Now You See Me is a cocktail of several beloved films with equal parts Usual Suspects, Ocean’s Eleven, The Prestige and The Fugitive, resulting in a spellbinding caper that will keep you guessing right until the final act.
Four solo magicians — J. Daniel Atlas (Jesse Eisenberg, The Social Network), Merritt McKinney (The Hunger Games’ Woody Harrelson in his always enjoyable experienced pro role), Henley Reeves (Isla Fisher, The Great Gatsby) and Jack Wilder (Dave Franco, Warm Bodies) — are brought together by a mysterious benefactor and when we see them a year later, they’ve become a main attraction in Las Vegas known as The Four Horsemen. Clearly, the vivacious Fisher could hardly be confused for a guy, but Three Horsemen and A Lady doesn’t have the same ring to it.
The quartet concludes its Vegas stint by pulling off their greatest trick — robbing millions from a bank in Paris and showering their misbegotten gains on the audience, to the delight of their wealthy manager Arthur Tressler (Michael Caine, The Prestige).
Once authorities discover the trick was no mere stunt and the money was somehow stolen, FBI agent Dylan Rhodes (Mark Ruffalo, Marvel’s The Avengers) is assigned the case and forced to partner with Interpol agent Alma Dray (the fantastic Melanie Laurent, Inglourious Basterds). The duo set off on a cross-country pursuit that takes them from New Orleans to New York to prevent the Horsemen from completing their three-part farewell trilogy.
Also interested in their actions is Thaddeus Bradley (Morgan Freeman, Oblivion), an ex-magician who now spends his time ruining the lives of his former associates by revealing how they perform their tricks. Bradley sees the Horsemen as a major payday while gloating about how Rhodes continues to be outmatched. Rhodes begins to consider that the Horsemen might have help from a Fifth Horsemen who has yet to be revealed and considers everyone a potential suspect.
Before you can say Keyser Söze, the mystery deepens with little clue about who Rhodes can or should trust. It’s refreshing to watch a movie where you have no idea what’s happening next.
Director Louis Leterrier (The Incredible Hulk) has a firm grip on the pacing and always keeping that forward momentum going so the film feels like a chase. In one of the film’s best scenes, he stages a continuous shot of Rhodes chasing the Horsemen through a crowded New Orleans room. And while he can cheat the tricks using digital effects, Leterrier stays fairly honest with the magic acts while working in some better than you’d expect fight and car chase scenes.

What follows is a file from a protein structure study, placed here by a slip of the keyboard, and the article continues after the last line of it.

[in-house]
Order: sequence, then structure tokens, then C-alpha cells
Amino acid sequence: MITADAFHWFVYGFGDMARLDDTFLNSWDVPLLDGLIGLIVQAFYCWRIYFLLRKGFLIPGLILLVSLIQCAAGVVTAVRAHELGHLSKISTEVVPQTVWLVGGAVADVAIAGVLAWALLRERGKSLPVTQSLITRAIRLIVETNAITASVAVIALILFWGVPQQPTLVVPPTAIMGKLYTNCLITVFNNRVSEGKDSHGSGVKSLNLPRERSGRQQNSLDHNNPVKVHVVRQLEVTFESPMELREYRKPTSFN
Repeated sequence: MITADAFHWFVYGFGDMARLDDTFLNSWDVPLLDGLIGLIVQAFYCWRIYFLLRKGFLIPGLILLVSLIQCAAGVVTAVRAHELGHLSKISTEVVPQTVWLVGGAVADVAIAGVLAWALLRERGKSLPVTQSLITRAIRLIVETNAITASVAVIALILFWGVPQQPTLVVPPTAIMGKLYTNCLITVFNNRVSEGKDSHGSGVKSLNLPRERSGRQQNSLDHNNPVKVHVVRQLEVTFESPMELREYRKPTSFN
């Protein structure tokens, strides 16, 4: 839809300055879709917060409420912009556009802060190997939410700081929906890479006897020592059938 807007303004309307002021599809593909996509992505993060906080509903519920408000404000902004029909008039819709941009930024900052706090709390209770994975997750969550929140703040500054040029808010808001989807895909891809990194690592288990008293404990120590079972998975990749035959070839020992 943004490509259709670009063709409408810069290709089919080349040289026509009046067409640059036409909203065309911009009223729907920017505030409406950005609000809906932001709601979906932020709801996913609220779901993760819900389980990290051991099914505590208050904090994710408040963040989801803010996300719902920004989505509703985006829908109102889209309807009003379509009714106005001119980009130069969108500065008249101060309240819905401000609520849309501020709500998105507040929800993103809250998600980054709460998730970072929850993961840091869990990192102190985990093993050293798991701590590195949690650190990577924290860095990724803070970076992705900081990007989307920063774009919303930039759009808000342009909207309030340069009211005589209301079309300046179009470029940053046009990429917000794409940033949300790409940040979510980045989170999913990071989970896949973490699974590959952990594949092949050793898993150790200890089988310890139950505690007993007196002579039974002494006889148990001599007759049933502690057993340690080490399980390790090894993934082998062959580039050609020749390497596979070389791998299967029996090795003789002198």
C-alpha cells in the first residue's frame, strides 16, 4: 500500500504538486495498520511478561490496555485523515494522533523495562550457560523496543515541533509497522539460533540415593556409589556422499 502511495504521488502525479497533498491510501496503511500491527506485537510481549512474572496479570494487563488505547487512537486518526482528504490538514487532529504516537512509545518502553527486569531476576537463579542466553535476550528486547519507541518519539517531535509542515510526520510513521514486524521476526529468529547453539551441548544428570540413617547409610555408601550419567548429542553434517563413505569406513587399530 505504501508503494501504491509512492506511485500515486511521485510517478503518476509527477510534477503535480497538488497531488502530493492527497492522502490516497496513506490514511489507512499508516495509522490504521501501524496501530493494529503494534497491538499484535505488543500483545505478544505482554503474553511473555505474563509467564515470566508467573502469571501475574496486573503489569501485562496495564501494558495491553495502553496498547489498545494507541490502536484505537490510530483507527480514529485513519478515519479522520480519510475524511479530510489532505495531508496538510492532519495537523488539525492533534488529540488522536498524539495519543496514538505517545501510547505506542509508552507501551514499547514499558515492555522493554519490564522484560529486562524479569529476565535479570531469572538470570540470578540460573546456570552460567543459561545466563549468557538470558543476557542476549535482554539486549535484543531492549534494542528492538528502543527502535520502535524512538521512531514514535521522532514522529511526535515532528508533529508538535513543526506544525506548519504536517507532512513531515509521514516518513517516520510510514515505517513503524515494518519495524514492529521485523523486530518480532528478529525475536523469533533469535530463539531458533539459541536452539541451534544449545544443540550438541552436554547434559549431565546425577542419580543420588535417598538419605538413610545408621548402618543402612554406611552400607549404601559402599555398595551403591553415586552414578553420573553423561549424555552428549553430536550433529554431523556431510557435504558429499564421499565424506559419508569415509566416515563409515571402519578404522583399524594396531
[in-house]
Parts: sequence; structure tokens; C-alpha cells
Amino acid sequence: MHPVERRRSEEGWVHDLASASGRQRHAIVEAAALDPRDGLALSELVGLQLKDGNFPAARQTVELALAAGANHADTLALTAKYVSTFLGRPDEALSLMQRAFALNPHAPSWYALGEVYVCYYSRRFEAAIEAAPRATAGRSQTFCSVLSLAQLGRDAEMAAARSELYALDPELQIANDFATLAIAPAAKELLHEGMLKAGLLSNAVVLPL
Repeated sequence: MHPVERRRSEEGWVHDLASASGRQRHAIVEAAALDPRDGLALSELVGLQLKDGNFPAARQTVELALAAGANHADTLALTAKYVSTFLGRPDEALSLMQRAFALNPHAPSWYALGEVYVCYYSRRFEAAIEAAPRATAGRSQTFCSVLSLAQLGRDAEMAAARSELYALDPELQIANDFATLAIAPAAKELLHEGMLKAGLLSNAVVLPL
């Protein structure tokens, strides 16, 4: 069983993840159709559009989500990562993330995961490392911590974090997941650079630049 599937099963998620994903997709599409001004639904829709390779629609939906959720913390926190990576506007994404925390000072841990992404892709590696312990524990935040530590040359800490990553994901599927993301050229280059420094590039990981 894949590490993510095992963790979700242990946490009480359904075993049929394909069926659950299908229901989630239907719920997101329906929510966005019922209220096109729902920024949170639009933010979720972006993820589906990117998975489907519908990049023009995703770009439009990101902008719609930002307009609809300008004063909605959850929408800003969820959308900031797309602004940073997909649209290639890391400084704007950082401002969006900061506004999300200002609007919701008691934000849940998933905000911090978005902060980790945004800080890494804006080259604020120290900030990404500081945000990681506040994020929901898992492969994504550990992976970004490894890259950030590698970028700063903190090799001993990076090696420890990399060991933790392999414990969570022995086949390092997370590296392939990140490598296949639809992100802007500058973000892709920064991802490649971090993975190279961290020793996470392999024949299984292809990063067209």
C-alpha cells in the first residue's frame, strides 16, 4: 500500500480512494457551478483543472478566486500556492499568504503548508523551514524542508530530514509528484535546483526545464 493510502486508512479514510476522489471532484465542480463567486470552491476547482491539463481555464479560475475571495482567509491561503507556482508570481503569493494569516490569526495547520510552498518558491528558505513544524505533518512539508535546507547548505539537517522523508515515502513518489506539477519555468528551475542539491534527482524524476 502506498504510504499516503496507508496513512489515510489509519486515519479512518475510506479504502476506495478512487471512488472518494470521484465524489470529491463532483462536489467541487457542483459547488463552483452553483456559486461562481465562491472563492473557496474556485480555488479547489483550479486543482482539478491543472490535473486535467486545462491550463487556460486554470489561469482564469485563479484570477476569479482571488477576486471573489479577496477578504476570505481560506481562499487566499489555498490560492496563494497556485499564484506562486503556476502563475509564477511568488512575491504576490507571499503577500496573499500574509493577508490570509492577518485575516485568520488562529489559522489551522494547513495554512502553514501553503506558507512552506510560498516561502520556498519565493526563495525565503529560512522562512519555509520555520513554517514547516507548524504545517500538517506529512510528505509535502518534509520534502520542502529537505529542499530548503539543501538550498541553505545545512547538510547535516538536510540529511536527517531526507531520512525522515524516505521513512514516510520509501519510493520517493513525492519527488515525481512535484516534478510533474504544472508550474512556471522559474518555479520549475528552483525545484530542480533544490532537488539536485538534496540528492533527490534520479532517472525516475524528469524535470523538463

It’ll be interesting to revisit this one later to see if the screenwriters Boaz Yakin (Safe), Ed Solomon (Imagine That) and newcomer Edward Ricourt provide any tells to the film’s twist throughout or if they wrote it deliberately vague so there was no way to predict the ending.
With one of the year’s best ensemble cast, there’s a lot of jockeying for screen time and the screenwriters almost have too much talent to work with. They almost could have made three movies just by switching perspectives.
The Horsemen — arguably the most compelling set of characters — disappointingly get the short end of the character development stick and are largely used as the mysterious protagonist/antagonist plot device.
That’s partially due to the nature of the film’s setup. Were they to get more screen time, we wouldn’t keep guessing what’s under their sleeve.
Still, I would have loved to have seen a few more scenes of Eisenberg playing the arrogant bad boy with his Zombieland co-star Harrelson. And it was fun watching The Dark Knight Rises co-stars Caine and Freeman reunite and playing obnoxious, know-it-alls instead of their normal likable, grandfatherly types. One performance is atypically shaky, but to say more would be a significant spoiler.
Some may find the ending a little too convenient, but it’s sensible and not an out of left field conclusion that was tossed in just for shock value.
Whether you dig illusions or you’re into heist-style adventures, Now You See Me is a lot of fun and a magic mystery that’ll keep you wondering how they did that.
Rating: 7.5 out of 10
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